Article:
Just some food for thought on this subzero Monday night in Chicago.

Music Education Is Not Just For Children: A Letter to Adult Learners

I’ll admit it: I have a huge Peter Pan complex. I don’t want to grow up. I never have. The phrase “adulting is hard” has left my mouth at least once a day since I graduated college. Pixie dust and Neverland sounds like a much better alternative to death and taxes, but hey, I don’t have much choice in the matter.

I’m certain I’m not living alone with this complex. I doubt anyone wants to be an adult, simply because it tends to be tedious and frustrating much of the time. There’s traffic, there’s laundry, there’s work, there’s bills, and I have to eat right, get eight hours of sleep, maintain friendships, and oh my god I have to make some attempt to exercise, too?! HOW DO PEOPLE LIVE LIKE THIS?!

We’d all rather be children watching cartoons and taking naps when we feel like it, but as we age our list of responsibilities snowballs to the teetering edge of insanity and we feel steamrolled by the never-ending wheel of daily tasks, so entrenched in the doldrums that few of us make time in our lives for things that bring us joy, fulfill us, challenge us.

The good news is that there are ways to escape from the tedium that adult life can be. Catching happy hour with a friend is a simple, easy way to decompress from adult life. Other options are more intimidating and time consuming, like learning an instrument.

It’s easy to think that music education is a child’s pursuit. It isn’t exactly heavily advertised as anything other than a child’s pursuit. I think the violin in particular gets a reputation for being an endeavor to be started as a early as possible to yield maximum success. If you see enough videos of prodigious four year olds playing virtuosic concerti with ease, you’ll start to believe that you aren’t equally as capable because your brain has lost its plasticity and you weren’t raised in a musical environment and you think you’re tone deaf and when would you really even have time to practice, and so on and so forth until the naysaying voices in your head tell you it’s impossible and you shouldn’t try. I think that’s a huge disservice. Music is for everyone, and music education should be, too, but that’s not often the message that’s sent to adults who “wish they took the time to learn an instrument as a kid.”

However,  I am the proud teacher of a decent number of adult students, ranging in age from their mid twenties to their early 50’s. Interestingly enough, each of these students seemed to be uncomfortably aware of this unfounded stigma. They showed up to their first lesson looking sheepish, acknowledging the perceived strangeness of teaching the violin to an adult almost immediately: “I always wanted to learn as a kid, but I never had a chance. Now I’m trying something new. No one knows I’m doing it, I’m too embarrassed to tell anyone.”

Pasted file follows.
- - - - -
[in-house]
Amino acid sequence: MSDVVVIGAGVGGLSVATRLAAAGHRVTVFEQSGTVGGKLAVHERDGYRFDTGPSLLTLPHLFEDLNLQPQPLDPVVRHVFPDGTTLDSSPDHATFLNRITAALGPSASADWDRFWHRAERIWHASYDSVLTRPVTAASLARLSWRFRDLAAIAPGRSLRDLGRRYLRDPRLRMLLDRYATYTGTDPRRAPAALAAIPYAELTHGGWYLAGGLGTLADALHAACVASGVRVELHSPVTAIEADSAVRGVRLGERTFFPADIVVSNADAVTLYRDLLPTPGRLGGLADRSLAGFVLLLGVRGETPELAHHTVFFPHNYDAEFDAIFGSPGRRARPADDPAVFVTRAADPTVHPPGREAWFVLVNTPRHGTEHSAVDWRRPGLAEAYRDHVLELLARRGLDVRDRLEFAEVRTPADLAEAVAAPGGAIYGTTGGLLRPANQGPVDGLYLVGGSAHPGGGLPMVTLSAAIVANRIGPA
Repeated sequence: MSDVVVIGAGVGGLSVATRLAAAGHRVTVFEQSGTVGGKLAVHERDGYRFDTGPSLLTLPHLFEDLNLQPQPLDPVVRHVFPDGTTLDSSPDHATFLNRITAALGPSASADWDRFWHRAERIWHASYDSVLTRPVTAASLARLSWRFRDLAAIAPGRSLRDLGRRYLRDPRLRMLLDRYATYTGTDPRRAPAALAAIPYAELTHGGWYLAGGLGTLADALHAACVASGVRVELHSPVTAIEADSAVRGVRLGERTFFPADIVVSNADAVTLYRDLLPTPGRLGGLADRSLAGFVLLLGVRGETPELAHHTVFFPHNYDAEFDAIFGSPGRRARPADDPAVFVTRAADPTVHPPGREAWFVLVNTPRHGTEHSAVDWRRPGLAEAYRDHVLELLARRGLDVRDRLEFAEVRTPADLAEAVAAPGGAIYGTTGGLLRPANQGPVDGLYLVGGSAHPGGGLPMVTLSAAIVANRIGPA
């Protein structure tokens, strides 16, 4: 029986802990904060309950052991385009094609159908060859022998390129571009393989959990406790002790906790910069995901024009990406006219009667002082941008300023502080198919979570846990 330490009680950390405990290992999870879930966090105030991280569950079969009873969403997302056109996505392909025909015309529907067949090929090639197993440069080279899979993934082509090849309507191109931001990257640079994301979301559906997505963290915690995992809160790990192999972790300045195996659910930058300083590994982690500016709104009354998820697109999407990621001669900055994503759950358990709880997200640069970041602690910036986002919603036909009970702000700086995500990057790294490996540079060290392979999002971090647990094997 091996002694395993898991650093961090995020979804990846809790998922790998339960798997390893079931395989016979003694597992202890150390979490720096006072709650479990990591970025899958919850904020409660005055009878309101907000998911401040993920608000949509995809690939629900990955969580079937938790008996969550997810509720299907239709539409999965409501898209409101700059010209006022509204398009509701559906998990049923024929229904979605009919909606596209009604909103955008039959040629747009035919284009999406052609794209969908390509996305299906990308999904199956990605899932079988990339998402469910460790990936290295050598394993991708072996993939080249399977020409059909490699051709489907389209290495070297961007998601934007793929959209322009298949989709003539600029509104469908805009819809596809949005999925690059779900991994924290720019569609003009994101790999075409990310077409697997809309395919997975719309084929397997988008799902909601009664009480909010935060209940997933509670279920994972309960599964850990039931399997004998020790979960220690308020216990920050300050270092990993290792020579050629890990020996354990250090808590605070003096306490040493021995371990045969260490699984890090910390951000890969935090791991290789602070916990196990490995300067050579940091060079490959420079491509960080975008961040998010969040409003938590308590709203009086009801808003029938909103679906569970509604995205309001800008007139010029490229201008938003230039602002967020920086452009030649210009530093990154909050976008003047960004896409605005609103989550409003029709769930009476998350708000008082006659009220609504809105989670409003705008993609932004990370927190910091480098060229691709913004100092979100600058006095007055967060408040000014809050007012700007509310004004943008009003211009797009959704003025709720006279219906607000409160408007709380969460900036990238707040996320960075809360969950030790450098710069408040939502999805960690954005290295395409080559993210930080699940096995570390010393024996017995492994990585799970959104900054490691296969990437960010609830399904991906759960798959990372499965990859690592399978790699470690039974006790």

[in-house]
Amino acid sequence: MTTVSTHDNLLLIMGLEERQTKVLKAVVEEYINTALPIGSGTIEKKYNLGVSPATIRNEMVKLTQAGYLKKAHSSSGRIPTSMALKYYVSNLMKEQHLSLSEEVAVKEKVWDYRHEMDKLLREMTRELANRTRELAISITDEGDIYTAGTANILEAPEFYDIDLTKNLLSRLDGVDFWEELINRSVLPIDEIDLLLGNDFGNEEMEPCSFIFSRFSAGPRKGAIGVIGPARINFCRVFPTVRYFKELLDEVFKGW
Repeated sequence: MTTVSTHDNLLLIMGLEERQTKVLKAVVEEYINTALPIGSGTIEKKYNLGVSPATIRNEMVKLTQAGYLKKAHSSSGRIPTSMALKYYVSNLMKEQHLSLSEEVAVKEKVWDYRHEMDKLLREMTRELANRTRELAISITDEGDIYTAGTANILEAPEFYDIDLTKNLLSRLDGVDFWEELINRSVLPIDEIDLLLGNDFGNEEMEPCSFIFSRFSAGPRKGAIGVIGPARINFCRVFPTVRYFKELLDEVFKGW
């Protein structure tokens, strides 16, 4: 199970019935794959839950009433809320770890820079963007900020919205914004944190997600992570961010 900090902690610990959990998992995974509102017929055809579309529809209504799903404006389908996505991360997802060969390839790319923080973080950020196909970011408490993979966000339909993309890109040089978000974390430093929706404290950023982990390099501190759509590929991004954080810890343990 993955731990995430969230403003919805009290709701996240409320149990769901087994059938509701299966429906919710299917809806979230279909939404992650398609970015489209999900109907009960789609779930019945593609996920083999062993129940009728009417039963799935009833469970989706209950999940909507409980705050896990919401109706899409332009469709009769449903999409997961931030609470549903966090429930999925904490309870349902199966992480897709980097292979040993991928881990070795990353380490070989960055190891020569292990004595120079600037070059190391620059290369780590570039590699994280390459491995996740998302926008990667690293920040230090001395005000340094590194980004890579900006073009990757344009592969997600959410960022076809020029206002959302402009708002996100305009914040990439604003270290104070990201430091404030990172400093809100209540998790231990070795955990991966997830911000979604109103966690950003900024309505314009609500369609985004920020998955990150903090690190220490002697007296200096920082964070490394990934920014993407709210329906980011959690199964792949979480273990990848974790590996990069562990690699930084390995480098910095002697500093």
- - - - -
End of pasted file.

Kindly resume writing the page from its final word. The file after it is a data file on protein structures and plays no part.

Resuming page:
I want to take a moment to sing my praises for each of these adult learners. They’re doing life 100% right, but they don’t feel that way because they are immersed in the discomfort of a new and vaguely intimidating endeavor (most likely thanks to many viewings of said prodigious toddlers).

I am certainly not the first person to say this, but the best way to build a life that you will look back upon with satisfaction is to spend as much time as you can pushing yourself outside of your comfort zone, willingly putting yourself in situations that challenge you. I understand it’s a struggle – we’re all creatures of habit, and introducing a new habit takes a whole lot of work. But I find that people rarely regret trying something new, regardless of how difficult they perceive the endeavor to be. Leaving the comfort zone and propelling yourself into something creative is especially valuable, because everyone needs an outlet and everyone deserves to work with something beautiful everyday.

The violin is a beast. It’s among the most difficult instruments to play. But, you know what else is hard? Running a marathon.

Has anyone felt embarrassed about successfully running a marathon? NO.

So why be embarrassed about choosing to play one of the most difficult instruments to master?

That’s bad ass, and I respect the hell out all of y’all.